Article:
The information fatigue syndrome describes the excess of information available to us and usually has a dysfunctional effect by increasing our anxiety levels leading to a loss of control, stress and even depression. Many times, instead of enriching our knowledge, in actuality we become really confused and we start to feel personal discomfort that affects our attitudes and beliefs, deprives us of our criticality and objectivity and creates difficulties in making decisions.
Maybe we don’t realize that the media platforms are successfully controlling us but respectively we lose self-control. Probably the unconscious control that is exerted on us stems not only from our susceptibility to readily available information but also from the lack of effective mechanisms to counteract the destructive informational influence that social media platforms often direct at the users. Along those lines, have you ever wondered whether tech companies are taking advantage of the addictiveness of the Internet to attract more users without any regard for their well-being? According to Simon H., one of the pioneers of artificial intelligence, the excess of information is a sure sign that something else is missing that the information is consuming. That something is precisely our attention. The presented information, in whatever shape or form, is also a consumer. By devoting excessive attention to many and varied sources, we exhaust our cognitive resources and this causes attentional disturbances and leads to impairment in decision-making both for the credibility of sources and in daily life.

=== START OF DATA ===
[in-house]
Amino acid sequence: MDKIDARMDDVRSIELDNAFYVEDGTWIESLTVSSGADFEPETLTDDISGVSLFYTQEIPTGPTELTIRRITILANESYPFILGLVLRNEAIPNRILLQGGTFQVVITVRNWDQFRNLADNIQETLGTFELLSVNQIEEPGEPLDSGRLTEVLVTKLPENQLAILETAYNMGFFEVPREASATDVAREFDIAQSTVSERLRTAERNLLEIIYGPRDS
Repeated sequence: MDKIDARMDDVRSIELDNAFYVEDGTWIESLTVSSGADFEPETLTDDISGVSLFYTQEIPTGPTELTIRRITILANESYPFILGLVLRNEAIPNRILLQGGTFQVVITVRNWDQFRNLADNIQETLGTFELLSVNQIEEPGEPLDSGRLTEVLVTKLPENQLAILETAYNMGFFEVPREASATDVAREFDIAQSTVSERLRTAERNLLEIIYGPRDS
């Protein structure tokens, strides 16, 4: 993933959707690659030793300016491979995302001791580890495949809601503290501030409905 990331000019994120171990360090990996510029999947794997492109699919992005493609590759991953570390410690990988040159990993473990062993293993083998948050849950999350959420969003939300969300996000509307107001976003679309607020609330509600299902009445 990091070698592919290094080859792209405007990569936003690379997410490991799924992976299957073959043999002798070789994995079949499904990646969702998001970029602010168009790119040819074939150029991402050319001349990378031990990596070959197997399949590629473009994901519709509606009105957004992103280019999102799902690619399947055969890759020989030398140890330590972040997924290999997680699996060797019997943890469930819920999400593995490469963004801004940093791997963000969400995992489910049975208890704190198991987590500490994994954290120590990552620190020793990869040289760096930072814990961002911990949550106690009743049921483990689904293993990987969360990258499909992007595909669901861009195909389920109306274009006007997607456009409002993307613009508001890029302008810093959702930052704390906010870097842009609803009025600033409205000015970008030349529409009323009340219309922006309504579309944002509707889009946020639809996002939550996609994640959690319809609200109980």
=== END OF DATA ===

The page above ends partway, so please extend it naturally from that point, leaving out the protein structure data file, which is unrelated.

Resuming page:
Being informed is undoubtedly the path to knowledge, successful professional realization and personal growth. Despite that, people who are under the influence of informational fatigue can be observed to have the same effect as people who are not informed. On one hand, being poorly informed is limiting because it does not allow for perspective thinking and is related to a lack of sufficient competencies. On the other hand, being excessively informed also leads to limitations because of the inability to organize the perceived information which provokes uncertainty and blocks control.